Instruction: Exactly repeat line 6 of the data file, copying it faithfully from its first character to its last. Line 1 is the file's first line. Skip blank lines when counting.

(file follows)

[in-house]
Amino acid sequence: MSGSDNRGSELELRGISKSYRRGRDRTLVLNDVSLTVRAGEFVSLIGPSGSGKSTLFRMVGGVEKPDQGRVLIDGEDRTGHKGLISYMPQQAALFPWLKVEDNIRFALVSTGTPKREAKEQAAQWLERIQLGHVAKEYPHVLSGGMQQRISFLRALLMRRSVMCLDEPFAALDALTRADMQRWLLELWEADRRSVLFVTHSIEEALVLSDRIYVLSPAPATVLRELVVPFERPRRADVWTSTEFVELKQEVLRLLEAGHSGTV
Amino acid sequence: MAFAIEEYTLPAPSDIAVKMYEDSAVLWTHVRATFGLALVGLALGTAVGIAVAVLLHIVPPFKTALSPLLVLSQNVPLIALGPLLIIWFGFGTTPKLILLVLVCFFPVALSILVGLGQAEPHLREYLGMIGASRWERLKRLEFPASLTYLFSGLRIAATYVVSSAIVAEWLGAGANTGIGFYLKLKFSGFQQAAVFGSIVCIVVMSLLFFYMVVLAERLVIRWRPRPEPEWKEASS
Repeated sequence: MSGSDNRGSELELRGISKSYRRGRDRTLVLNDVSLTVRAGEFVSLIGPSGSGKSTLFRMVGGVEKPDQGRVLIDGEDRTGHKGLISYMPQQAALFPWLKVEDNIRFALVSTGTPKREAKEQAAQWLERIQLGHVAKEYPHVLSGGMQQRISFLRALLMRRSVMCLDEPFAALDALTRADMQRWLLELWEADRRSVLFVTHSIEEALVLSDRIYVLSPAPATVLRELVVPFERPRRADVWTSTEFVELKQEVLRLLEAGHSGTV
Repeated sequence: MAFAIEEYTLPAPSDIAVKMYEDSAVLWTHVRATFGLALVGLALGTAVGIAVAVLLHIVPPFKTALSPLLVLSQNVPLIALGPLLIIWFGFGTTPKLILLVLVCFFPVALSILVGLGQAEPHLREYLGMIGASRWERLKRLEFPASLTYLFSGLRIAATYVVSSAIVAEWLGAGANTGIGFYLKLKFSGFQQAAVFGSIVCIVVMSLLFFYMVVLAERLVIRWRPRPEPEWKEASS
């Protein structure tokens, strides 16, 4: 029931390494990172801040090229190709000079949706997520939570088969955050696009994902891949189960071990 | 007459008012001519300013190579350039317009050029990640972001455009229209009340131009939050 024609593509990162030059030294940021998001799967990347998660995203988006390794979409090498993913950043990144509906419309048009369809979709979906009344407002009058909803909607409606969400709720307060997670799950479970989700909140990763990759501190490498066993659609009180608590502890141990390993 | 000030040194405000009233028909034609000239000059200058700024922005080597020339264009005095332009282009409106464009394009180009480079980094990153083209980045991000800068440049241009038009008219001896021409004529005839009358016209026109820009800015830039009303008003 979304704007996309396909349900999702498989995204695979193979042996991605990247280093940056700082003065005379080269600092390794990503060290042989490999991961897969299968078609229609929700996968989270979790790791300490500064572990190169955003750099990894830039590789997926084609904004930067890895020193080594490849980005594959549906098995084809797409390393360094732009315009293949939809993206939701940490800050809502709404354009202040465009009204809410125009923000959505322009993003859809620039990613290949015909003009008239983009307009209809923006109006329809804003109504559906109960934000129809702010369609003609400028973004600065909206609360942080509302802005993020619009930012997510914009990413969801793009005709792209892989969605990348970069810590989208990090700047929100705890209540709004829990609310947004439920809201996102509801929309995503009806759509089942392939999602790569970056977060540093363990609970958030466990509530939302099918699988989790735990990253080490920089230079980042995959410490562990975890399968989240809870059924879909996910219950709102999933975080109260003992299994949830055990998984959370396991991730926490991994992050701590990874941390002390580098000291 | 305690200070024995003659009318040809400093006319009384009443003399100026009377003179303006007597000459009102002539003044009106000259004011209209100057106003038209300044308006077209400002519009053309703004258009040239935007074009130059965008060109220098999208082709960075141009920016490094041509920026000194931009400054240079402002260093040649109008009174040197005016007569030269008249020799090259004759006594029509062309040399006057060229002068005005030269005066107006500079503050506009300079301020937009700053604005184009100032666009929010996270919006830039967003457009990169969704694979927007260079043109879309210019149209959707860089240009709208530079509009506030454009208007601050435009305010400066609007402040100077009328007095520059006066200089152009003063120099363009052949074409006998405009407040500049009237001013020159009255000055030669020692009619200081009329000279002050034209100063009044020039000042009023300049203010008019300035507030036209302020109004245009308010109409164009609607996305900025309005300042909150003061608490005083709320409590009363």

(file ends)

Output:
């Protein structure tokens, strides 16, 4: 029931390494990172801040090229190709000079949706997520939570088969955050696009994902891949189960071990 | 007459008012001519300013190579350039317009050029990640972001455009229209009340131009939050 024609593509990162030059030294940021998001799967990347998660995203988006390794979409090498993913950043990144509906419309048009369809979709979906009344407002009058909803909607409606969400709720307060997670799950479970989700909140990763990759501190490498066993659609009180608590502890141990390993 | 000030040194405000009233028909034609000239000059200058700024922005080597020339264009005095332009282009409106464009394009180009480079980094990153083209980045991000800068440049241009038009008219001896021409004529005839009358016209026109820009800015830039009303008003 979304704007996309396909349900999702498989995204695979193979042996991605990247280093940056700082003065005379080269600092390794990503060290042989490999991961897969299968078609229609929700996968989270979790790791300490500064572990190169955003750099990894830039590789997926084609904004930067890895020193080594490849980005594959549906098995084809797409390393360094732009315009293949939809993206939701940490800050809502709404354009202040465009009204809410125009923000959505322009993003859809620039990613290949015909003009008239983009307009209809923006109006329809804003109504559906109960934000129809702010369609003609400028973004600065909206609360942080509302802005993020619009930012997510914009990413969801793009005709792209892989969605990348970069810590989208990090700047929100705890209540709004829990609310947004439920809201996102509801929309995503009806759509089942392939999602790569970056977060540093363990609970958030466990509530939302099918699988989790735990990253080490920089230079980042995959410490562990975890399968989240809870059924879909996910219950709102999933975080109260003992299994949830055990998984959370396991991730926490991994992050701590990874941390002390580098000291 | 305690200070024995003659009318040809400093006319009384009443003399100026009377003179303006007597000459009102002539003044009106000259004011209209100057106003038209300044308006077209400002519009053309703004258009040239935007074009130059965008060109220098999208082709960075141009920016490094041509920026000194931009400054240079402002260093040649109008009174040197005016007569030269008249020799090259004759006594029509062309040399006057060229002068005005030269005066107006500079503050506009300079301020937009700053604005184009100032666009929010996270919006830039967003457009990169969704694979927007260079043109879309210019149209959707860089240009709208530079509009506030454009208007601050435009305010400066609007402040100077009328007095520059006066200089152009003063120099363009052949074409006998405009407040500049009237001013020159009255000055030669020692009619200081009329000279002050034209100063009044020039000042009023300049203010008019300035507030036209302020109004245009308010109409164009609607996305900025309005300042909150003061608490005083709320409590009363």